Update on Defamation Case Against Gregory Strong

[UPDATE added below in red] We were truly surprised by the news about the sexual assault allegations against Brother Lawrence at St. Mary’s, from a letter to parents sent out on January 31.  As we wrote in the last post, the least we could do to help members of the wider school community who may be affected, is to host and facilitate a(n anonymous) discussion, found in the Forum.  We are happy to use this blog’s established existence to do that.  Apparently, many of us are interested:

[UPDATE: Here is the world-wide readership for the past week, for example:Feb 11 Stats

Here is how people came to our blog (for the past 30 days–to include January 31st, the day the letter to parents came out).  Wow–is all we have to say about the power of Facebook–507 referrals, and counting:]

Feb 11 Referrers

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As for Ms. Tran’s case, because she submitted the overseas plaintiff deposit on time, the defense (Gregory Strong, Professor of English at Aoyama Gakuin) has had to submit arguments for the February session of the court  i.e. engage in the suit fully. That happened earlier this week.   Ms. Tran’s side will rebut the arguments for the next session, at the beginning of March.

The defense’s arguments are long and repeat much of what was said in the case with St. Mary’s earlier.  Namely, that Gregory Strong had no obligation to hire Ms. Tran at Aoyama.  Again, while this is true, the decision not to hire someone surely shouldn’t be followed by a defamatory rant to the person’s current employer, nor a written threat to stymie the person’s future chances of being hired elsewhere.  How about just not hiring the person, Mr. Strong?

We can only imagine that a small-minded, petty person with an inflated sense of self-importance and influence would bother to do that.

Upon checking out Gregory Strong’s CV, it seems he presents at McGraw-Hill Education Events at JALT, writes about EFL and ESL, and of course, is in charge of hiring for Aoyama Gakuin University’s English Department.  Thus, it is understandable why he wrote this email defaming a teacher in the “strictest confidence”: such a thing is, otherwise, utterly unprofessional to do.  Of course, there was an assumption of an unwritten Code of Silence and the support of a league of behind-the-scenes actors who have no qualms about damaging others.  It’s great that Ms. Tran’s employer at the time refused to participate.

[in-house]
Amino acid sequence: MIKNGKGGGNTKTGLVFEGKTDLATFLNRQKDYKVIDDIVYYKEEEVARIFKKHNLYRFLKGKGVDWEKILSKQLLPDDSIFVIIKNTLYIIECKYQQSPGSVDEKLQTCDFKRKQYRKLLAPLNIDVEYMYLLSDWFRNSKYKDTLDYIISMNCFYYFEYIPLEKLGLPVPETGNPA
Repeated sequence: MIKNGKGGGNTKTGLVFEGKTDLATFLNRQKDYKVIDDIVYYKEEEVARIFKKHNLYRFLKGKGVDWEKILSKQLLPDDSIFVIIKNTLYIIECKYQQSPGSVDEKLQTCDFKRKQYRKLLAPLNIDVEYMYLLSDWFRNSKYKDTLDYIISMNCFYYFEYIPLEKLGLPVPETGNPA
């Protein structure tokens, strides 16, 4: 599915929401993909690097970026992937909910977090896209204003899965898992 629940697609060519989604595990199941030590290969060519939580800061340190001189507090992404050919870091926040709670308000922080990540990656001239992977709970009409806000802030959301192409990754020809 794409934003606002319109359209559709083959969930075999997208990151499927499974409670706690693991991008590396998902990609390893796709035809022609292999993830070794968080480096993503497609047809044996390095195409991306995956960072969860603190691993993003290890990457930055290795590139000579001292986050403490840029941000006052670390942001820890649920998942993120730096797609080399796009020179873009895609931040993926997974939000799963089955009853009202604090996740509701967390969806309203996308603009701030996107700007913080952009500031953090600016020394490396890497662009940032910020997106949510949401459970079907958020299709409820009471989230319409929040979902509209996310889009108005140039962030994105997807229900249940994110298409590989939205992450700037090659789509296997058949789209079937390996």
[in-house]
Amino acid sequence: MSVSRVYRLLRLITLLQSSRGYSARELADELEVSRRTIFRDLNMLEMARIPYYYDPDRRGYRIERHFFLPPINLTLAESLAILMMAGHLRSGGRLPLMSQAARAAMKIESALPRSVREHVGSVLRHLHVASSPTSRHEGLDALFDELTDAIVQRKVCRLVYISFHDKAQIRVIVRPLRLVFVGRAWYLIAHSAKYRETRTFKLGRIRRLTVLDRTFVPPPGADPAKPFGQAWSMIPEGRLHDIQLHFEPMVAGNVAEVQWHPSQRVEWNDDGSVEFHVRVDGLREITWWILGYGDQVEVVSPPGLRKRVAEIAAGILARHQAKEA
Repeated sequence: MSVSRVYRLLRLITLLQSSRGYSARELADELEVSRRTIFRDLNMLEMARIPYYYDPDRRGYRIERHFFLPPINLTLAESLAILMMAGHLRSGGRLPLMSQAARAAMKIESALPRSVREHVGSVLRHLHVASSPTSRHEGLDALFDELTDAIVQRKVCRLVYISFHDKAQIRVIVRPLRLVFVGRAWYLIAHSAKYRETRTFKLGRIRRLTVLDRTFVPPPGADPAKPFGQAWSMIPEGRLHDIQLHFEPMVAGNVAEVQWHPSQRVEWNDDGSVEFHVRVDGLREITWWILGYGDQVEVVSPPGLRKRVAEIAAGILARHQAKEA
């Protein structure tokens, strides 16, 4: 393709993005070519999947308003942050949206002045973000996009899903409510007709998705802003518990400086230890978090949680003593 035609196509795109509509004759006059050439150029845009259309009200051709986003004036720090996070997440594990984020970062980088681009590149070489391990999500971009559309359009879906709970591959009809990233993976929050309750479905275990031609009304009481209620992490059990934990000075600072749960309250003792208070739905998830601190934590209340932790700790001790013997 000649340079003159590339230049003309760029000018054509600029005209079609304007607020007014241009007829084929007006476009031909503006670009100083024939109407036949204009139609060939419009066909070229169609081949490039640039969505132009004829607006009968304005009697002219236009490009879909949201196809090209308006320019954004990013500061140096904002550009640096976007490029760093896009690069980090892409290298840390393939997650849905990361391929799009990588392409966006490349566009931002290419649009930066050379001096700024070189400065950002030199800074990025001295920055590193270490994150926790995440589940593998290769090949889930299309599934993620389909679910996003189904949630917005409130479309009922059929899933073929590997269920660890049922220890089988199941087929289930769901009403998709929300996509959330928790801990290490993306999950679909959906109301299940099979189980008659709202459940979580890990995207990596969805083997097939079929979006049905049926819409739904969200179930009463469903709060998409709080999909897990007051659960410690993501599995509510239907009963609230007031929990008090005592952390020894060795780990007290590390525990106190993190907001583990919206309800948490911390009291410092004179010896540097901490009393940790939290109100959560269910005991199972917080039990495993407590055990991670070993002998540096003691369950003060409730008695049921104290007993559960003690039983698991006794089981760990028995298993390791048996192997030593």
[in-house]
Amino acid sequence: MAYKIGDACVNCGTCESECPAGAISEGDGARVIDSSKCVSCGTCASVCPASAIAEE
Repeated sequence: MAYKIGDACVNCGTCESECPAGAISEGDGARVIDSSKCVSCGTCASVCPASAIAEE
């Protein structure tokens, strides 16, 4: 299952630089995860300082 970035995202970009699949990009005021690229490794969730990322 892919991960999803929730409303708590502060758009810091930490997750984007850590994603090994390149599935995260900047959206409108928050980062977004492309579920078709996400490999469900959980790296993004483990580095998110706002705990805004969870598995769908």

It’ll be interesting to find out how the defense will argue that Mr. Strong felt it necessary to go the extra step of writing about fictitious court orders and settlement results against Ms. Tran in his infamous email.  And if St. Mary’s claims not to have fed Mr. Strong this information officially, then Mr. Strong needs to explain why he cited an authority at St. Mary’s.

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We are not big fans of Codes of Silence and non-transparency.  These things may be useful for holding up reputations of institutions or the egos of those who run them, for a while, but ultimately, they create an environment full of unacknowledged cracks.  When the weakest member of a community is being punished for or prevented from speaking out, be it a new teacher, be it an isolated family or student, the community is an unsafe one.  These days we hear a lot about societies fighting to protect women, girls, minorities like the LGBT community, victims of sexual abuse (in India, Sochi, the world wide Catholic community…)–because when the weakest members feel safe and thriving, that’s when we can be assured a community is a solid one.

St. Mary’s International School was not a safe place for Ms. Tran to bring up, what should have been standard complaints: stop whispering in her ear Mr. Assistant Vice-Principal; acknowledge the test results of her students and stop closed-door meetings where a teacher is not allowed any advocate present.  It was surprising, instead the machinery that had been set up and waiting, to squash her speaking up.  In 2008, it was in the wording of the contracts that the school had set up with the teachers’ landlords, and the ambiguous wording of the employment contract itself.  These things could only be challenged in court, which took time and expense.  When the teacher overcame those, in 2010, it was the St. Mary’s admin, Linda Wayne, Curriculum Coordinator, who leveraged a network of friends in positions of power to pass on things that would damage the career of a teacher in a way that would not be visible to the courts.

Why is there machinery to quiet voices?  Why not deal with problems openly and transparently?  Is the brand of the school more important than the well-being of the individuals within it?  We are afraid so.

By the way, we don’t mean to attribute real “power” to people like Gregory Strong and Linda Wayne.  We feel like it is only applicable because in this small, claustrophobic context of international schools in Japan, and particularly at St. Mary’s — these individuals seem big.  Noting the ultimate pettiness of what was done to Ms. Tran, we know that her slanderers would not be considered worthy of their professions in a real context.  If Linda Wayne’s dinner conversation with Gregory Strong meant to excuse why St. Mary’s had to pay a settlement to Ms. Tran:

An Excuse

In our opinion, 25-30-years is much too long a tenure for people like Linda Wayne and Gregory Strong to ever be advocates of progressive education and teaching excellence.  Spotty-bottomed bureaucrats intent on reinforcing the brand of the only institution on their resumes?  That’s more likely.  Some international schools in Europe have a 7-year maximum on how long any teacher or administrator is allowed to stay.  What a great policy.

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